Taiikugaku kenkyu (Japan Journal of Physical Education, Health and Sport Sciences)
Online ISSN : 1881-7718
Print ISSN : 0484-6710
ISSN-L : 0484-6710
A Biomechanical Basis in the Human Movement With Great Force and Power : Effects of the Preliminary Force on Fast Isometric Force Development
Michiyoshi AeKanji ShibukawaIsamu Kinpara
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1979 Volume 23 Issue 4 Pages 321-331

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Abstract

In the performance of a human movement that requires great force and power, exertion of a large amount of force from throughout the main phase is necessary. From the viewpoint of neuromuscular function, this means that guick force development, maintenance of the great force and prompt force release will be necessary to obtain good performance in the human which involve explosive movements activities. In the present study, the effects of the preliminary force on fast development of the isometric force were investigated in elbow flexion. Nineteen male varsity track and field athletes were instructed to exert their maximum force as fast as possible from preliminary force of 0, 20, 50 and 80 percent of maximum force. Sampling interval of force was 2/511 sec. and the force was stored in a digital wave memory device which later was printed out. The exponential equation described by Yoshimoto, et al. was used to evaluate the obtained force-time relationship. Some results and a suggestion were summarzied as follows: 1)The force-time relationship of elbow flexion could be fitted to the equation, F = Fo + (Fm-Fo) {1 - e^<λ(t-B)>}, where F: force (kg), Fo: preliminary force (kg), Fm: maximum force (kg), λ: inverse of characteristic time of force development (1/sec.), B : dead time (sec.), t: time (sec.), e: natural logarithmic base. 2)As the preliminary force increased, the slow developing portion of the early part of force-time curve became small, and in the case of the contraction from 80 percent preliminary force the slow developing portion almost disappeared. 3)The exerted maximum force increased with the increase in the preliminary force, while the differences of the maximum force among four contractions were not significant. However, the force from the start of force development to 0.2 sec. in the contraction from 50 or 80 percent preliminary force was significantly larger than those of 0 and 20 percent one. 4)As the pleliminary force increased, it was observed that dead time (B) decreased and inverse of characteristic time of force development(λ) increased. 5)Inverse of characteristic time of force development in the sprinters was considerably larger in the contraction from 80 percent preliminary force than those of the other preliminary ones, while such a result has not been presented by distance runners. 6)In the performance of a human movement that requires great force and power, it might be recommended to maintain some preliminary force, followed by a quick force development in the main phase of the movement.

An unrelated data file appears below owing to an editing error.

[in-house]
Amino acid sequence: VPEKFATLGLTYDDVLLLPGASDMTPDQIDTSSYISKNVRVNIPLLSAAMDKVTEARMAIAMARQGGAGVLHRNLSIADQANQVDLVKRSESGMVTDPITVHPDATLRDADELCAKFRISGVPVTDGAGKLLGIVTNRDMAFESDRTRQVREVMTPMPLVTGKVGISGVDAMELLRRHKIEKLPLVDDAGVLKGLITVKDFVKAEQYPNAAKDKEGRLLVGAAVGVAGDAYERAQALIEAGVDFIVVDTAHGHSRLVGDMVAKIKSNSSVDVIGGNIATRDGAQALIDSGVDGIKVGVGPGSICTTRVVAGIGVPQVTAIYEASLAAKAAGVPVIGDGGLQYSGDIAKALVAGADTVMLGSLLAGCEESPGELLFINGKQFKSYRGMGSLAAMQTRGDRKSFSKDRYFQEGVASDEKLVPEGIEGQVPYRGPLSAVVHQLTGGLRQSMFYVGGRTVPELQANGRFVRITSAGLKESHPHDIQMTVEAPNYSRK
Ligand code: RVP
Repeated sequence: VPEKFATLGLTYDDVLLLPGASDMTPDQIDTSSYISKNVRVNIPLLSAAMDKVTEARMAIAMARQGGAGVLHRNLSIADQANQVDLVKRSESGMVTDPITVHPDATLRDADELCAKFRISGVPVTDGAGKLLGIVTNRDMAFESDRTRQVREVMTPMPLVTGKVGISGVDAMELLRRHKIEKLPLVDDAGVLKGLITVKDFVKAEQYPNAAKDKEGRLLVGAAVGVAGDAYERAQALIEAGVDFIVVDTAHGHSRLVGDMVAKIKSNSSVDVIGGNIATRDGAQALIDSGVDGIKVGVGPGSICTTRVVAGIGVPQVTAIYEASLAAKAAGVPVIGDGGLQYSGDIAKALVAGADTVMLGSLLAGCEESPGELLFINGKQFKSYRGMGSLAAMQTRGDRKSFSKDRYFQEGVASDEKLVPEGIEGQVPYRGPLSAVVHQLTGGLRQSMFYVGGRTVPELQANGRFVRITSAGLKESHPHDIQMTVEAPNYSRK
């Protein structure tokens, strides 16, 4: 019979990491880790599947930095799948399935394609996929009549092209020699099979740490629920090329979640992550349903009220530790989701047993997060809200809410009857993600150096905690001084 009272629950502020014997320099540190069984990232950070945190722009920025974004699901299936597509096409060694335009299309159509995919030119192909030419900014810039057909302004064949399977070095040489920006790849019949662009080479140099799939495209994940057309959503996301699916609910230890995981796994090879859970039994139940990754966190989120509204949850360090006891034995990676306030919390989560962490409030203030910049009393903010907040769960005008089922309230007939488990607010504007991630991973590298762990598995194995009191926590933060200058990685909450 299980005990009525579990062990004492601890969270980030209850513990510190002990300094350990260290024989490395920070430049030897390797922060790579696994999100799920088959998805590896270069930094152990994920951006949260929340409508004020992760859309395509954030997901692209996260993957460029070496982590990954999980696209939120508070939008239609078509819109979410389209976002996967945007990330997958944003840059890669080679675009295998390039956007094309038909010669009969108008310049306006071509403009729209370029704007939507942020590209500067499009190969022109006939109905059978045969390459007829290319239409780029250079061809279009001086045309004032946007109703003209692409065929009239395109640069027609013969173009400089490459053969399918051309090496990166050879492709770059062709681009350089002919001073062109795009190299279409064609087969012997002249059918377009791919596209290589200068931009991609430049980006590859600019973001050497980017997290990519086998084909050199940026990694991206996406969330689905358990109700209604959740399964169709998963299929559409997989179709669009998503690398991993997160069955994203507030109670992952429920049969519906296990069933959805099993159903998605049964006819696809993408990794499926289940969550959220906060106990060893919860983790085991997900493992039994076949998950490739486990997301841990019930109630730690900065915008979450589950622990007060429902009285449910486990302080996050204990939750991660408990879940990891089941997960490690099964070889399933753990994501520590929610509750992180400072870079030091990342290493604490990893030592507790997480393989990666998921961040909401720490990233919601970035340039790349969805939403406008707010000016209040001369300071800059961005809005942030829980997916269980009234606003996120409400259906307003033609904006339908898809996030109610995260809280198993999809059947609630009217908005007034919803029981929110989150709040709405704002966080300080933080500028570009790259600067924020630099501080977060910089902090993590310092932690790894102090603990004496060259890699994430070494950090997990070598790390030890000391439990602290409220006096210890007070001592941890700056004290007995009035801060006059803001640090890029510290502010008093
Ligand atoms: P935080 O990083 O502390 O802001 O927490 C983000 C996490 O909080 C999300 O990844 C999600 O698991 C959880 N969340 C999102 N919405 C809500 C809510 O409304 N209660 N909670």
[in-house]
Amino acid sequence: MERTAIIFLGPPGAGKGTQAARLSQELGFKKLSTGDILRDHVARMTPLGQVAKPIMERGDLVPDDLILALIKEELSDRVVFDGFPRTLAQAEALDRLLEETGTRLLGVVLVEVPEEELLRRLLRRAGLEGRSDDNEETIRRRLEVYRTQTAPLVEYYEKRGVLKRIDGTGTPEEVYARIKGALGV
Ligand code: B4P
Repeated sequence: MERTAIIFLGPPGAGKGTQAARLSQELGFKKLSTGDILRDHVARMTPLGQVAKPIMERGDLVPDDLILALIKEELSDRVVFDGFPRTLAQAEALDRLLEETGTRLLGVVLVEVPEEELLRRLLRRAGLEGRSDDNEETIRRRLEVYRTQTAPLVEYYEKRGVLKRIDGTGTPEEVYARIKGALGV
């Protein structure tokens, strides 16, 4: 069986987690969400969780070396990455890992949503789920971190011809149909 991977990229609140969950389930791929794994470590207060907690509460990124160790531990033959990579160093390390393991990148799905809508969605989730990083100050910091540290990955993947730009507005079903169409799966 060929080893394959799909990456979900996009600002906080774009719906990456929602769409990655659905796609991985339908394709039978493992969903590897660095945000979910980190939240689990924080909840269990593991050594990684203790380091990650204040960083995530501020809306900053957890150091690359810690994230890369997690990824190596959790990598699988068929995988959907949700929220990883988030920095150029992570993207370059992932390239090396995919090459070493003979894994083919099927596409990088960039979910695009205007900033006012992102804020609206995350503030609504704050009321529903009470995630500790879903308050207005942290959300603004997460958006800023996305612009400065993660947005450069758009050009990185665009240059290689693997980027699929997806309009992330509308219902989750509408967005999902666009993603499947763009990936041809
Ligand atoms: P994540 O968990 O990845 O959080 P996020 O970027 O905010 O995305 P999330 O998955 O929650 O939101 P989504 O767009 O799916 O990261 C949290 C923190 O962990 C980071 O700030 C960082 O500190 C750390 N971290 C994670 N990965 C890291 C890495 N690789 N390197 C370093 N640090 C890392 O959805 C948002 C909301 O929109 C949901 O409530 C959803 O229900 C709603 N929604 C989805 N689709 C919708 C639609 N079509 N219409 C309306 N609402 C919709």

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© 1979 Japan Society of Physical Education, Health and Sport Sciences
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